Discovering Tuscany: the archaeological area of Roselle

 

After Vetulonia, today we want to talk about another famous archaeological area in Tuscany: that of Roselle, an ancient settlement populated by the Etruscans in the 7th century B.C. They chose to settle this area by no means: the city was in a particularly strategic position, easy to defend and located on the wide plain of Grosseto.

In 294 B.C. the city was conquered by the consul Lucio Postumio Megello and became a Roman colony: the city had a huge urbanization, so that several monuments such as the amphitheater, the thermal baths, the monumental forum and the Basilica of Bassi arose in this period.

In the late imperial age, however, Roselle knew an inexorable period of decadence, the same that would have touched all the Roman cities. In the Middle Age it became a rather modest centre, despite being a bishopric; when then in 1138 Pope Innocent II transferred the diocese to Grosseto, Roselle started towards the definitive decline.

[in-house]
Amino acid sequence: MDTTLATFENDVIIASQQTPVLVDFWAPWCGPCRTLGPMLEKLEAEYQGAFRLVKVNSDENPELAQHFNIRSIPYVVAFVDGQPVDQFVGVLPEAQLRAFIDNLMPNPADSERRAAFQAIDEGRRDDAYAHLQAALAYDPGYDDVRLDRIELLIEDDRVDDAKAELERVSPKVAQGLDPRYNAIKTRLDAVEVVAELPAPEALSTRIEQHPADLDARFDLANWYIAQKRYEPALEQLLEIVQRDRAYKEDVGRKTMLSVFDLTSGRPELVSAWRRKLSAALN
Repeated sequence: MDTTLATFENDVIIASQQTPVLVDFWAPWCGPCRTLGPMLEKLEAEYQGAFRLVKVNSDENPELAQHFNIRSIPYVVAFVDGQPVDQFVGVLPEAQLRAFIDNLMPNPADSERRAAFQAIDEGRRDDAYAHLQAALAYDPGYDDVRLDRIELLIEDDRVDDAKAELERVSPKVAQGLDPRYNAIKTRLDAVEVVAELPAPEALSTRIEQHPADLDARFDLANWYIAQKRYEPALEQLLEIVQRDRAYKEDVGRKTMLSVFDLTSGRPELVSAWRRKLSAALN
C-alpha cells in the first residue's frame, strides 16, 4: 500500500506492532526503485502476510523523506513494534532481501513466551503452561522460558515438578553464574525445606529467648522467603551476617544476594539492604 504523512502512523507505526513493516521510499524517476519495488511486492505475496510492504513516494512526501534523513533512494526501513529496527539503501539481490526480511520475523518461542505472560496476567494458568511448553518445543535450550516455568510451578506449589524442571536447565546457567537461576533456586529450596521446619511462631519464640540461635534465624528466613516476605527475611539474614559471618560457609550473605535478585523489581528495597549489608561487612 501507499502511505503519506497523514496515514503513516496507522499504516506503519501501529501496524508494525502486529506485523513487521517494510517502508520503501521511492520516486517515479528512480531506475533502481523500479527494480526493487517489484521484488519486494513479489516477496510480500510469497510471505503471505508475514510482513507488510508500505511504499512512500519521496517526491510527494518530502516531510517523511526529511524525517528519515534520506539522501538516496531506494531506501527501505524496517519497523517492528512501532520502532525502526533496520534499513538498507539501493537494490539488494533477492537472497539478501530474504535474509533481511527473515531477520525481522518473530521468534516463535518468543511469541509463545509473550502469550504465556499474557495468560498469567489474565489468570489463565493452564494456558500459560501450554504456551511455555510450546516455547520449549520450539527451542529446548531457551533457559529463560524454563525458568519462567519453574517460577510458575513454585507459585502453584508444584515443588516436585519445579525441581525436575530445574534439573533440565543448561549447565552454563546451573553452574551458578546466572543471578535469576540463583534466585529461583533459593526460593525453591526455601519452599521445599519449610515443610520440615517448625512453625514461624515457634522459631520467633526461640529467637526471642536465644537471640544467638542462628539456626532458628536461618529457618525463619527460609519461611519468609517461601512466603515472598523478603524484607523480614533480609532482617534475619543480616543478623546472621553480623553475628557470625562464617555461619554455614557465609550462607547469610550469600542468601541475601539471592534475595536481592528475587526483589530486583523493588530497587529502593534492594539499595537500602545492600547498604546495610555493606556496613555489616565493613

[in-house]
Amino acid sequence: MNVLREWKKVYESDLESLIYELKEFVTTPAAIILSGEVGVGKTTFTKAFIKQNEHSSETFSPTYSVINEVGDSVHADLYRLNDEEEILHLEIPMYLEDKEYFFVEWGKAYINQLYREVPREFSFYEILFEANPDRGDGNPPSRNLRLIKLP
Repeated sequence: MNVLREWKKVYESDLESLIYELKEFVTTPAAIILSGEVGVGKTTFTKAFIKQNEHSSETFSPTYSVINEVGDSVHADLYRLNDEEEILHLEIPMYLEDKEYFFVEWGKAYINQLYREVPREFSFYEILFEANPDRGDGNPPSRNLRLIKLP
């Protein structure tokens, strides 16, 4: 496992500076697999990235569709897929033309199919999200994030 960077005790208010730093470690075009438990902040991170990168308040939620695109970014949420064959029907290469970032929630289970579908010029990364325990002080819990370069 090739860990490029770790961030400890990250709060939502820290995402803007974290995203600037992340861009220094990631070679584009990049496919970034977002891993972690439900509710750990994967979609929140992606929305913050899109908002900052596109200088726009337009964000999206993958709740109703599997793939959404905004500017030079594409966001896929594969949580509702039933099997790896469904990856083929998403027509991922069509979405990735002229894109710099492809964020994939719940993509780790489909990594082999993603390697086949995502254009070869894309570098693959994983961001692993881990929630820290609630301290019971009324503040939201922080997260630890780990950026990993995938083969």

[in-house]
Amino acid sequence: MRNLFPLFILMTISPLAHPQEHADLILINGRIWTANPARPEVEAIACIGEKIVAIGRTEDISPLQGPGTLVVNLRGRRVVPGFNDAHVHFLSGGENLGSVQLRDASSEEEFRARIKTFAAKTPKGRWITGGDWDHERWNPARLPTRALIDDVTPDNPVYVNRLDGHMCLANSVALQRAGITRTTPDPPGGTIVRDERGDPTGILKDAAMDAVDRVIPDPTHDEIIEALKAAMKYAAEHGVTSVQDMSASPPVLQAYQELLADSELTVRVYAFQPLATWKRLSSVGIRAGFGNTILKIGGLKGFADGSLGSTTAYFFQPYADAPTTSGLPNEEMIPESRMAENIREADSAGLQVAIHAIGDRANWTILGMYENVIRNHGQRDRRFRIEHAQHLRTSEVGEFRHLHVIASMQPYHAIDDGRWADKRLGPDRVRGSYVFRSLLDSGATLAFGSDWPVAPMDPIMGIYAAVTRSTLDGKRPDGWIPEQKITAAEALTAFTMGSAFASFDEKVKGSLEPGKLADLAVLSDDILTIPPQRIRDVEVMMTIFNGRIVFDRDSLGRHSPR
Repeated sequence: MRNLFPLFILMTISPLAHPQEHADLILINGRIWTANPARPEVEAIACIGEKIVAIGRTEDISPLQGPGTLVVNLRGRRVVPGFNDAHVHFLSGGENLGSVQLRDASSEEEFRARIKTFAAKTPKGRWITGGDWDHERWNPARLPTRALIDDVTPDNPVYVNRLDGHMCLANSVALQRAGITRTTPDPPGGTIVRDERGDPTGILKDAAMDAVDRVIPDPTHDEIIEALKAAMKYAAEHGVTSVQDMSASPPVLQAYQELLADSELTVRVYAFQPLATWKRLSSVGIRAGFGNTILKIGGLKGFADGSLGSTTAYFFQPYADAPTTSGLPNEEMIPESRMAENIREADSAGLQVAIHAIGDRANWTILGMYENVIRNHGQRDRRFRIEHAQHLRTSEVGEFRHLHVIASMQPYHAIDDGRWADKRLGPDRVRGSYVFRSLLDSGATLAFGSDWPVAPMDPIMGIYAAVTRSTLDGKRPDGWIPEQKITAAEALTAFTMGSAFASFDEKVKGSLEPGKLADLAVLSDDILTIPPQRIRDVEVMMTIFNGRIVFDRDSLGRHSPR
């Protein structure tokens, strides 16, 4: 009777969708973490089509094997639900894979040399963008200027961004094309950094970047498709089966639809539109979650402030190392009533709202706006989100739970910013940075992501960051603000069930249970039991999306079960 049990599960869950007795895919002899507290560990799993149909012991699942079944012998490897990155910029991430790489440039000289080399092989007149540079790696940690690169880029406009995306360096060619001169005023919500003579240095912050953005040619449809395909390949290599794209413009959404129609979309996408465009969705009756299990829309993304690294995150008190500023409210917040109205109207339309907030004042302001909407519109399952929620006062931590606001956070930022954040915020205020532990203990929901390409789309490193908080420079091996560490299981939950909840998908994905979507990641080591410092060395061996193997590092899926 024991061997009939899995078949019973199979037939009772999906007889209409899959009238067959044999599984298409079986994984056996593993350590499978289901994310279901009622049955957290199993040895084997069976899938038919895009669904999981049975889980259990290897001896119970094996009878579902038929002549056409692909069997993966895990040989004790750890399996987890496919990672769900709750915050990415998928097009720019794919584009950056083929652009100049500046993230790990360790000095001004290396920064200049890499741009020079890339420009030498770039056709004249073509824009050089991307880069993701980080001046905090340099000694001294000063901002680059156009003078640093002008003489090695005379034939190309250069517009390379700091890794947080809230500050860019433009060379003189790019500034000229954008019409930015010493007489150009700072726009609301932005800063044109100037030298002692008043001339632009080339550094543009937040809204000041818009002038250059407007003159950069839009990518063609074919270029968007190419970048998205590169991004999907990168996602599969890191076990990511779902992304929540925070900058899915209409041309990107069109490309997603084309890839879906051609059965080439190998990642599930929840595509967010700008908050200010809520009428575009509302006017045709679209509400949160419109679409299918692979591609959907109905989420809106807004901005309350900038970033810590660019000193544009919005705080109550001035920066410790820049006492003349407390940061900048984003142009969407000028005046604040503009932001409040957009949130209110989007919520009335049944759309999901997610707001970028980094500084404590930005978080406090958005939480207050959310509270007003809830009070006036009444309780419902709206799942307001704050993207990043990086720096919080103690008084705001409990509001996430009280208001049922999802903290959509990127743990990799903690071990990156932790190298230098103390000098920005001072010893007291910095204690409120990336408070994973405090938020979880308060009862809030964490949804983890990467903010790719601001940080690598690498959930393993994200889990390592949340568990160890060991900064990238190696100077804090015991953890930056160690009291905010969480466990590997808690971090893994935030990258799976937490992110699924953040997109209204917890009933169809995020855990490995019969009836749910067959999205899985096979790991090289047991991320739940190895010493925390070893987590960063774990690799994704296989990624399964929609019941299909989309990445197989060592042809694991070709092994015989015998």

The city was rediscovered only in 1942 when some excavations brought to light its ancient beauty. The restoration by the Superintendence for the Archaeological Heritage of Tuscany discovered a large part of the city walls and many remains of the ancient Roman city, including several noble residences, the forum, forensic basilica  and part of the amphitheater and the baths. Further excavations have also revealed ancient dwellings and some workshops of craftsmen dating back to the VII-VI century BC.

How to reach the archaeological site of Roselle

To get to Roselle you just follow the signs for the archaeological site that are on the road to Siena. The area is just 10 km from Grosseto.


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